Landlords who took deposits prior to 6 April 2007 for fixed term tenancies which became statutory periodic on or after that date have until 23 June 2015 to protect the deposit in one of the government approved tenancy deposit schemes. Landlords who fail to protect their tenants’ deposits in accordance with the rules risk financial penalties as well as restrictions on their ability to regain possession of their properties.
The new deadline to protect pre-April 2007 deposits was introduced in the Deregulation Act 2015which received Royal Assent on 26 March 2015. The deposit provisions came into effect immediately, giving landlords with old deposits 90 days to put their house in order.
The Deregulation Act makes amendments to the Housing Act 2004, the statute containing the original tenancy deposit rules.
The Housing Act 2004 requires landlords to protect deposits and serve tenants and any relevant person with a set of prescribed information within 30 days of receipt of the deposit. It is a two-fold obligation and if landlords fail to comply with the requirements they are liable to pay financial penalties. Furthermore, a landlord is unable to serve a s21 notice on a tenant at any time when the deposit is not protected or the prescribed information has not been given.
The Deregulation Act changes address the issues raised in the Court of Appeal case of Superstrike v Rodrigues  EWCA Civ 669. This case concerned a deposit taken in connection with a fixed term tenancy prior to the tenancy deposit legislation coming into force in April 2007. At the end of the fixed term, after April 2007, the tenancy became statutory periodic. The Court ruled that the statutory periodic tenancy created after 2007 was a new tenancy. Therefore the deposit needed to be protected and the prescribed information served on the tenant within 30 days of the commencement of the new tenancy.
The decision had wide ramifications for landlords. If the creation of a statutory periodic tenancy was a new tenancy then so was a fixed term renewal and landlords were therefore obligated to protect the deposit and serve the prescribed information on the creation of each new tenancy. Satisfying the first requirement might not be difficult if the tenant’s deposit had been protected in a scheme from the start and continued to remain in the scheme, but landlords also had to to re-issue the prescribed information within 30 days of the new tenancy. Many landlords had not re-served the prescribed information and therefore found themselves exposed to financial penalty claims.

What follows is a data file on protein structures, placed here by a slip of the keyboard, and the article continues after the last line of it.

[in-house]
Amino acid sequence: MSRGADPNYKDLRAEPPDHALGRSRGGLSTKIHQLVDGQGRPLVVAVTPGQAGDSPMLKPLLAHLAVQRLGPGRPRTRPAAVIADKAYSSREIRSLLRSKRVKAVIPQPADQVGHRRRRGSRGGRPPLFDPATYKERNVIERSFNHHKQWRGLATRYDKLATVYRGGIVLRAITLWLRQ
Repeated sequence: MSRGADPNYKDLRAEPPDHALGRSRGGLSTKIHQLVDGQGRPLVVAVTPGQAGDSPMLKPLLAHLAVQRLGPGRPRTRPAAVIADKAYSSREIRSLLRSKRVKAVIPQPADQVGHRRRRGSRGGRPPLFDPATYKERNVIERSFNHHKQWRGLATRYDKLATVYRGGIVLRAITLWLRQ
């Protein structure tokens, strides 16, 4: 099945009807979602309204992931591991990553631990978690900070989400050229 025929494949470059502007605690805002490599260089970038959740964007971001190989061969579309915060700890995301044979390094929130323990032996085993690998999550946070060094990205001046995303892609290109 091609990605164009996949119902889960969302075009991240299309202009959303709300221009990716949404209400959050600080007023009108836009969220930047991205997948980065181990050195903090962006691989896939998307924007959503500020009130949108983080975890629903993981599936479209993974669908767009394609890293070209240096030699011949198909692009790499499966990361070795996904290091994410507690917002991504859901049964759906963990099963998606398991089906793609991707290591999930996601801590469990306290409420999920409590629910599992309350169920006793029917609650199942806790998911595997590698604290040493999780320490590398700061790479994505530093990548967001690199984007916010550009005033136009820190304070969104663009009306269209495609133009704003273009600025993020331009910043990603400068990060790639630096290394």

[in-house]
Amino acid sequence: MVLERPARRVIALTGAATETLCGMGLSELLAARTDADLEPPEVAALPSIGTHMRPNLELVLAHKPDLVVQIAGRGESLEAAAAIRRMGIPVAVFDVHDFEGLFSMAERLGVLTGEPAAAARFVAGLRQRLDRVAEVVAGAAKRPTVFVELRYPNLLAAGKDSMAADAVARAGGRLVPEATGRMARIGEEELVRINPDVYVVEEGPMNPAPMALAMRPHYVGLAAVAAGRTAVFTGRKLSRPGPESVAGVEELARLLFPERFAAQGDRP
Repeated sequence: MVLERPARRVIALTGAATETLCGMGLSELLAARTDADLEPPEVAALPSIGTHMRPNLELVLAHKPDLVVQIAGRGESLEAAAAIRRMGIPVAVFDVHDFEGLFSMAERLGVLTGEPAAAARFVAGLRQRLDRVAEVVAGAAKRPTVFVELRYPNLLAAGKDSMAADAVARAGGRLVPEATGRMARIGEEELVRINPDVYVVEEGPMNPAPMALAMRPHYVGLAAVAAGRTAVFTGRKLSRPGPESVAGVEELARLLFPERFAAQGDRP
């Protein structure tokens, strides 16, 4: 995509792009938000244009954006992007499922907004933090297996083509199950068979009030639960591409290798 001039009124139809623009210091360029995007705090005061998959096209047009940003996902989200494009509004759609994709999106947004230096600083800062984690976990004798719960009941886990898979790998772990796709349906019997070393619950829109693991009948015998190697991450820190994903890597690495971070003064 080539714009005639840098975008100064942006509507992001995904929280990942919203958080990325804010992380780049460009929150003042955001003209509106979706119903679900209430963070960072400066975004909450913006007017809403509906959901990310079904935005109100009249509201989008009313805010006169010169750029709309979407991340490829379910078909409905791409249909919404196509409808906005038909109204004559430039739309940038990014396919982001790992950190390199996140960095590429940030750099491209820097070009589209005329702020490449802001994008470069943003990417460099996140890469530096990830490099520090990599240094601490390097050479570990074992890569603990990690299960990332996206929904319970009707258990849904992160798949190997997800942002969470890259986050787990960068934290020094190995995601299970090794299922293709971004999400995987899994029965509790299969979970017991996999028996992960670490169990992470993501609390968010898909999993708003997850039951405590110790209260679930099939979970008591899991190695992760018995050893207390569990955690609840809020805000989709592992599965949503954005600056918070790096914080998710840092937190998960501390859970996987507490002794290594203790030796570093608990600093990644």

The Deregulation Act clarifies the law on tenancy deposit protection and resolves, to some degree, the issues raised in Superstrike. A summary of the changes introduced by the Act can be accessed here.
The Act gives landlords with old deposits until 23 June 2o15 to protect the deposits and serve their tenants and relevant persons with the prescribed information. If they do so then it will be treated as if they have always complied with the tenancy deposit rules and they will escape the financial penalties.
Landlords who do not protect their tenants’ deposits and serve the prescribed information by this date will not benefit from the provisions in the Deregulation Act. They will be subject to the full effects of Superstrike, which remains good law.
Landlords to whom the new provisions apply must act immediately. The days left to protect old deposits are rapidly running out.